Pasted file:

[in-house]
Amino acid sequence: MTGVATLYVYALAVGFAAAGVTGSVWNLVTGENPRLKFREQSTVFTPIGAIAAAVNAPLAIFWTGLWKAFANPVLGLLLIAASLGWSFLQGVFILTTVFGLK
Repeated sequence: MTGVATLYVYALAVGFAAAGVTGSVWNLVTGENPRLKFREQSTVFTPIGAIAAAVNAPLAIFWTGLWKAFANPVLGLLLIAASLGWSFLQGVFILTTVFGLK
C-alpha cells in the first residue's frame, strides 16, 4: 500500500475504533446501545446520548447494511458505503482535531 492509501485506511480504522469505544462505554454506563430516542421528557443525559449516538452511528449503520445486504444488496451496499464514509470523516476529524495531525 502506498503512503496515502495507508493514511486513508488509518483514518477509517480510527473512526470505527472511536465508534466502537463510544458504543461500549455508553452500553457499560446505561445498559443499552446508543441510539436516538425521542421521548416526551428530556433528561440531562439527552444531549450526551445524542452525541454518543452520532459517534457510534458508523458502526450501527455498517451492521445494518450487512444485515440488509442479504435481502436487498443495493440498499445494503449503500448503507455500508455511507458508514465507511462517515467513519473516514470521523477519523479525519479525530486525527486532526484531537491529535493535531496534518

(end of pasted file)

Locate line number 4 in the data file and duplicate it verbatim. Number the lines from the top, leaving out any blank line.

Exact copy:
C-alpha cells in the first residue's frame, strides 16, 4: 500500500475504533446501545446520548447494511458505503482535531 492509501485506511480504522469505544462505554454506563430516542421528557443525559449516538452511528449503520445486504444488496451496499464514509470523516476529524495531525 502506498503512503496515502495507508493514511486513508488509518483514518477509517480510527473512526470505527472511536465508534466502537463510544458504543461500549455508553452500553457499560446505561445498559443499552446508543441510539436516538425521542421521548416526551428530556433528561440531562439527552444531549450526551445524542452525541454518543452520532459517534457510534458508523458502526450501527455498517451492521445494518450487512444485515440488509442479504435481502436487498443495493440498499445494503449503500448503507455500508455511507458508514465507511462517515467513519473516514470521523477519523479525519479525530486525527486532526484531537491529535493535531496534518